The hype around augmented and virtual reality (AR and VR) – the wonders that it will provide for home entertainment, as well as how it could revolutionise training for industry and engineering – has extended to the education sector. AR and VR is now synonymous with the “classroom of the future”.
AR and VR is everywhere, from adverts featuring students wearing headsets with a look of awe on their faces to former UK education secretary Damian Hinds imploring us to think of how it could transport students to significant points in history, or enable them to explore the forest floor from the comfort of their classroom.
While that does all sound revolutionary, how realistic is it that this vision will come to life in the near future and exactly as imagined? Is it worth the cost and resource that it will take to implement?
A recent Jisc report included a survey of more than 100 lecturers, researchers and learning technologists at universities and colleges, which indicated that 82 per cent of the respondents are “interested” in VR or AR.
Tellingly, however, there were no examples of how VR or AR was actually being used or how these respondents were planning to use it in the
future. Why should we invest in technology that is very much wanted, but not altogether yet needed?
Don’t get me wrong, there are simple pre-made games and learning tools that are fun for younger children in primary and secondary school. But I question how this will translate to HE and FE environments when, at this point, the software isn’t available for a lecturer to easily get the full experience they are hoping for.
A history lecturer who wants to enhance learning about ancient Rome by transporting students to that time period, for examples, would have to think about the design of the programme and how to implement a bespoke project. It’s not as easy as just downloading an app onto a VR headset. The gulf between having the idea, to actually implementing that experience, is huge.
University IT departments are a long way from supporting that bespoke creation of VR experiences. Generally, they’re facing significant challenges in doing more basic stuff.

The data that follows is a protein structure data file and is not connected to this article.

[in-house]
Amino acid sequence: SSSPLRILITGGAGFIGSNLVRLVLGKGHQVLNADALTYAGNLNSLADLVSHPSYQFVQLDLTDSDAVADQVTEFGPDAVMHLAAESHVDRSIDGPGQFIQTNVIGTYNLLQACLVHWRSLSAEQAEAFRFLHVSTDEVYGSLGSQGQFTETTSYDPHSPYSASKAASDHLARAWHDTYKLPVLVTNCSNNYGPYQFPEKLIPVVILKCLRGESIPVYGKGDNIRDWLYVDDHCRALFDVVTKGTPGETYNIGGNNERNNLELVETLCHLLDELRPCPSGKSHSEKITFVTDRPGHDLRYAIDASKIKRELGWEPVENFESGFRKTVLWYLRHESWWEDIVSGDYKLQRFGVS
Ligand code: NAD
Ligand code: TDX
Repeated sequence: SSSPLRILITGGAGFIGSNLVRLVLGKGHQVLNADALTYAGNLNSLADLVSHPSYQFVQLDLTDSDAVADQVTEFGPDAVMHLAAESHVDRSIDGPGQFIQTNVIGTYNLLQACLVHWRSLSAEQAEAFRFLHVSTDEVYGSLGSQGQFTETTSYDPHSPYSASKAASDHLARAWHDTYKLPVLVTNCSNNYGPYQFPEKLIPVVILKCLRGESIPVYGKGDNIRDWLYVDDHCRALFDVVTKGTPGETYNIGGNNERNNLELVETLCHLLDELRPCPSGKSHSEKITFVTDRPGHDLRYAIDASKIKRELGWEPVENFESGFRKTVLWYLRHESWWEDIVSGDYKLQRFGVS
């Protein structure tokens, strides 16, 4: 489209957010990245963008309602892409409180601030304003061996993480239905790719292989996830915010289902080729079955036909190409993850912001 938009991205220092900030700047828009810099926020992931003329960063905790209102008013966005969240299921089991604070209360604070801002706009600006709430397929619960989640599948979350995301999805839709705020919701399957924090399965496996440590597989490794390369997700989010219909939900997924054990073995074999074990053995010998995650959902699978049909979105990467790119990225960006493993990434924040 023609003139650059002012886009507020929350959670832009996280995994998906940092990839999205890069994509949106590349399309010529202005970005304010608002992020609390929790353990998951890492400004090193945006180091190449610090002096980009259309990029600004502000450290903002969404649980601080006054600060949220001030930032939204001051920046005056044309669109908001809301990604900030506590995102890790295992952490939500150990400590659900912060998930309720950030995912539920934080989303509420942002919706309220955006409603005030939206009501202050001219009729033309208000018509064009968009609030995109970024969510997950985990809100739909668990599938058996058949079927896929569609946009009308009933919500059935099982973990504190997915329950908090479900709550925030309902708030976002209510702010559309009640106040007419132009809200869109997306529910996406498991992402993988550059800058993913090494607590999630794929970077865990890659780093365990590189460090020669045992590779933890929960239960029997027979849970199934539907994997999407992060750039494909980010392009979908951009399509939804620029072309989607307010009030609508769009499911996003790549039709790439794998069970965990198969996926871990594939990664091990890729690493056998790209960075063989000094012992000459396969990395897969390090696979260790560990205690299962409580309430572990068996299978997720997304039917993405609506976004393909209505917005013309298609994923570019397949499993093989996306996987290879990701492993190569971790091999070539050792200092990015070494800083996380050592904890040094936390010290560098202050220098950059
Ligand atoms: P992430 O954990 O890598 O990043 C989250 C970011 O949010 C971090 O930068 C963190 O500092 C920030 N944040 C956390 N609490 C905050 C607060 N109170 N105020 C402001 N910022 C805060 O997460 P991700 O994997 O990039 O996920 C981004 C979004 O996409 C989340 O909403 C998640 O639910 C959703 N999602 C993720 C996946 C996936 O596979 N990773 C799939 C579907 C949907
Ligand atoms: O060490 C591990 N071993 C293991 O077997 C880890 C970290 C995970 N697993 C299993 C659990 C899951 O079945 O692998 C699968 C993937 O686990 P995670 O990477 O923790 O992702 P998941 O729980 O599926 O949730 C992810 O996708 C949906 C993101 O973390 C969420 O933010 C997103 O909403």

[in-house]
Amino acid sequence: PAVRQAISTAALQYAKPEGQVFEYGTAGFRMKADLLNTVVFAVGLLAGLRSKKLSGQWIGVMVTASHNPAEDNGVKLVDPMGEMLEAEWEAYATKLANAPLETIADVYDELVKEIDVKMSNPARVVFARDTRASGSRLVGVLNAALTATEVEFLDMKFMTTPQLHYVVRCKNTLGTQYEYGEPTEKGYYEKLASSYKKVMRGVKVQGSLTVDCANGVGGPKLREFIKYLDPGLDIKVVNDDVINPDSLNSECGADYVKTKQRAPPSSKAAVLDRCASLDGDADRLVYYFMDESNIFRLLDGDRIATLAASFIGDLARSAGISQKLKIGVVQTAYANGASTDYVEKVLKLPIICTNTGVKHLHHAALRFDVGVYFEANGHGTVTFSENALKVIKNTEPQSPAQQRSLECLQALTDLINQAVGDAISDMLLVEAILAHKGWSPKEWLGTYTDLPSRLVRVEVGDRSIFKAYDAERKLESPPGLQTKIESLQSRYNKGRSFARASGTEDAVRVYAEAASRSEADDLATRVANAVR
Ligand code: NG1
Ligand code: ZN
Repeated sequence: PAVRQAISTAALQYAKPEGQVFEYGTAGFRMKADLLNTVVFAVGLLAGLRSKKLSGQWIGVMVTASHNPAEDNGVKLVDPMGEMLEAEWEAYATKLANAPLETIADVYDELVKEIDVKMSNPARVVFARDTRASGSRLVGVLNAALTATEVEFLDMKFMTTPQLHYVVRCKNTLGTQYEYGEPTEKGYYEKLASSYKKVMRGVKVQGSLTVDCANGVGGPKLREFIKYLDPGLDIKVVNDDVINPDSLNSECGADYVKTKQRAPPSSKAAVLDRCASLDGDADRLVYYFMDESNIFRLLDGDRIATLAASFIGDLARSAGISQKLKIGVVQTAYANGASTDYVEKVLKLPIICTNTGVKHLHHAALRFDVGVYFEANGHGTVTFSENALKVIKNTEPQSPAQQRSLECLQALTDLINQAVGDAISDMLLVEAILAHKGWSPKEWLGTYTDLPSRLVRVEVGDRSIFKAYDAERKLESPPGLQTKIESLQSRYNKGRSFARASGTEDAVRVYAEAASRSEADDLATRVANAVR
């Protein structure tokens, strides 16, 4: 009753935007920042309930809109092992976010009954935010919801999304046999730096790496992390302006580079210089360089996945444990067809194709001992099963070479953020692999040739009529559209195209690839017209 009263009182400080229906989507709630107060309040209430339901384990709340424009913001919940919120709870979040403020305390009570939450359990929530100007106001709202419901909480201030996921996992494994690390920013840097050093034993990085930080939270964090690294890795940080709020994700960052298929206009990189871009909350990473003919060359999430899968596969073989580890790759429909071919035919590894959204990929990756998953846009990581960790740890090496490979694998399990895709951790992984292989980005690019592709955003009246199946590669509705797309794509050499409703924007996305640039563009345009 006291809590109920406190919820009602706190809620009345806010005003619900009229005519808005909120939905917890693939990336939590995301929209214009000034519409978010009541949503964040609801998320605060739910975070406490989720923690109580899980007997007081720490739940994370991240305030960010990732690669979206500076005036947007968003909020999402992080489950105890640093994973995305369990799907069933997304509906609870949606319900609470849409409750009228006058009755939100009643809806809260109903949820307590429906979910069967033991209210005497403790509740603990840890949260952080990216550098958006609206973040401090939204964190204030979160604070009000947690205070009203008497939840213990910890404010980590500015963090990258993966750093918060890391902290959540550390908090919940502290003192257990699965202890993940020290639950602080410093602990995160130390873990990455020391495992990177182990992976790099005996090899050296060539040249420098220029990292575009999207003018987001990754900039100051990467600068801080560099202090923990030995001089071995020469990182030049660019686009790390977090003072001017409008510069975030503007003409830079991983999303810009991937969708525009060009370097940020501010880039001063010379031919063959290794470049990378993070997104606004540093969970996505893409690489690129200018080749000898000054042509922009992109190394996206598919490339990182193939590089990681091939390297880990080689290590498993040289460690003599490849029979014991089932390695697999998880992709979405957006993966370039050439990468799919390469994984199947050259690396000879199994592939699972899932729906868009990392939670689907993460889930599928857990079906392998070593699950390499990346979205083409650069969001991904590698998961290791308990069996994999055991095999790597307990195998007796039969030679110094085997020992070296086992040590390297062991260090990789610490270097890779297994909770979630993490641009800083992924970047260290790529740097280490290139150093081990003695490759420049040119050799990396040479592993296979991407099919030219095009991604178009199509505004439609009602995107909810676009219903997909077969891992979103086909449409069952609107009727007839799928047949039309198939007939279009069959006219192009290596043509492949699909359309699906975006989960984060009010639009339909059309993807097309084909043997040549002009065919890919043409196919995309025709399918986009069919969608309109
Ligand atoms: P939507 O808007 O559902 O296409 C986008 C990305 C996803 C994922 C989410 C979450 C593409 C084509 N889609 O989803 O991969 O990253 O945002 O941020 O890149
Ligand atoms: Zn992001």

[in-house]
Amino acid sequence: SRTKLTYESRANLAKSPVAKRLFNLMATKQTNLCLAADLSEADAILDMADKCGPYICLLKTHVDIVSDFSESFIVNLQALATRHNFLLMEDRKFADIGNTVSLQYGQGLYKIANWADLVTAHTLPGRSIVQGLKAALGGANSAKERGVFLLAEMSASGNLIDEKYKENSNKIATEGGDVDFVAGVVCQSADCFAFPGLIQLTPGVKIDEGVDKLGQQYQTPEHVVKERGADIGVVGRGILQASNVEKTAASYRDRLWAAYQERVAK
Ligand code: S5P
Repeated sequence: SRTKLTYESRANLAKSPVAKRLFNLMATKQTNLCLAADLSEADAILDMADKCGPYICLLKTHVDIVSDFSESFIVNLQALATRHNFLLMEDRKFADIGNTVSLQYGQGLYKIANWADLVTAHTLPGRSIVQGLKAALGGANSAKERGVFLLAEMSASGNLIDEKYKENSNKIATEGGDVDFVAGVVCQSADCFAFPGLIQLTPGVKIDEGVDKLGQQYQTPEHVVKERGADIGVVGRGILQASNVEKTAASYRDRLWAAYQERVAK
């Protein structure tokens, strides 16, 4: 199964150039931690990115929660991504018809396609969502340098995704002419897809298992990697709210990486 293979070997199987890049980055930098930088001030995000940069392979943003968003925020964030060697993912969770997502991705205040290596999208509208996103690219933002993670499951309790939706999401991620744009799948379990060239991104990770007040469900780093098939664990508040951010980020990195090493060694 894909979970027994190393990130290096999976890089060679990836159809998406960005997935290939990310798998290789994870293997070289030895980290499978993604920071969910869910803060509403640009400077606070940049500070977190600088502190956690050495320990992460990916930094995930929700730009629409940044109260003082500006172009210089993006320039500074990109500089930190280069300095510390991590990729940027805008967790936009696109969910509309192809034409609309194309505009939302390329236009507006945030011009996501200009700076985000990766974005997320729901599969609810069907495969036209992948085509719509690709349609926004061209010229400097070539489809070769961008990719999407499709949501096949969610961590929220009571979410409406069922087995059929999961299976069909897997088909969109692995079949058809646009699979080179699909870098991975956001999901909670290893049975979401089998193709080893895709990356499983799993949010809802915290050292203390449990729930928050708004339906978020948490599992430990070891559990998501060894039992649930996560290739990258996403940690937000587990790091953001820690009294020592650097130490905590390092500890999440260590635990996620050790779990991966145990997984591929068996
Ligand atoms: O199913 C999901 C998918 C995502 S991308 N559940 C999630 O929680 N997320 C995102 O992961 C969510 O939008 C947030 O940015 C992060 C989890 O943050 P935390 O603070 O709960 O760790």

As a rule of thumb, it’s best not to adopt technology while it’s still in its relative infancy, simply because it is often expensive and there are still a lot of issues that need to be ironed out. iPhones are a key example of this: 13 years ago when the first model was released, no one would have suggested that every student in a classroom should and could afford to have one.
Today, we think nothing of students using them as learning tools. I believe that immersive technologies will likely follow a similar path, but that by no means assures their long-term success in the education sector.
Further to this, the Jisc report suggested that rather than being widespread throughout organisations, immersive tech seems to be embedded in institutional silos, with 54 per cent of respondents suggesting that if they have the tech, it is mostly used in just one or two departments, further indicating that there needs to be a better understanding of how VR and AR can positively impact education.
In the HE and FE sector specifically, many issues are preventing students from achieving their best results and having the most valuable experience during their time at college or university. The money that is being poured into immersive headsets would at this time be better channelled into other areas of technology, which will have far great impact on student outcomes.
Mobile technology, for example, is continuing to offer opportunities for students to work remotely, and with a bit more investment, it could flourish into something much more accessible. It also feeds into the area of assessments, which are in dire need of review. Great strides have been taken to improve online examinations, which have the potential to widen participation among under-represented student groups, by enabling exams to be taken offsite and at different times.
In terms of the bigger picture, the potential for technology to completely innovate the way we learn as a society is infinite. There is a framework there to build an online marketplace where people of any ability or age can pick out learning resources and be allowed more flexibility when taking assessments. We’re just at the beginning of a journey that will see the sector transformed.
Immersive technologies may or may not have a role in that transformation. We may reach the stage where everyone has AR glasses, in the same way everyone has a smart phone. And indeed in other industries, AR and VR has already proven valuable, particularly for training. However, if we fall too hard and too fast for immersive technologies in the classroom, we may see it become a solution without a problem.
Dave Kenworthy is director of digital services at CoSector, University of London.
This interview first appeared in Times Higher Education on 4 January 2020.